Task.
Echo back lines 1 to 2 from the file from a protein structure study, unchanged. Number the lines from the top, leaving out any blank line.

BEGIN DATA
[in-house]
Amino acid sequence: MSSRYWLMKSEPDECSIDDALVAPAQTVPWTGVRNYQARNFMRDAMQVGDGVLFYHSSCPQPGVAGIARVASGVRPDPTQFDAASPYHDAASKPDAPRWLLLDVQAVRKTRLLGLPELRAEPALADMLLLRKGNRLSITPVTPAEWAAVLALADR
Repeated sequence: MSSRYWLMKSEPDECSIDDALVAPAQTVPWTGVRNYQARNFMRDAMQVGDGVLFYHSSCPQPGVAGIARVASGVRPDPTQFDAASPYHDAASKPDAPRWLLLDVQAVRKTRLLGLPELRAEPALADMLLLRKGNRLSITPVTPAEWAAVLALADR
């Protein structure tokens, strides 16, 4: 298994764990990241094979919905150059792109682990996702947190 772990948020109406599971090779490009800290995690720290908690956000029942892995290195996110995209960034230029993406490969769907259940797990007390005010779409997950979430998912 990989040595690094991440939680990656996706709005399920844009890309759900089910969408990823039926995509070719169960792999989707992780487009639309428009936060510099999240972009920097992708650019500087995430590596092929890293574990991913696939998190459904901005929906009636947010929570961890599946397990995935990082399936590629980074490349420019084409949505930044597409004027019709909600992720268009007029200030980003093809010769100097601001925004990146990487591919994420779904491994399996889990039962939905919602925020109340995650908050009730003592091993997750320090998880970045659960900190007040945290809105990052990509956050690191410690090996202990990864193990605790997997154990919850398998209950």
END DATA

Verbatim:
[in-house]
Amino acid sequence: MSSRYWLMKSEPDECSIDDALVAPAQTVPWTGVRNYQARNFMRDAMQVGDGVLFYHSSCPQPGVAGIARVASGVRPDPTQFDAASPYHDAASKPDAPRWLLLDVQAVRKTRLLGLPELRAEPALADMLLLRKGNRLSITPVTPAEWAAVLALADR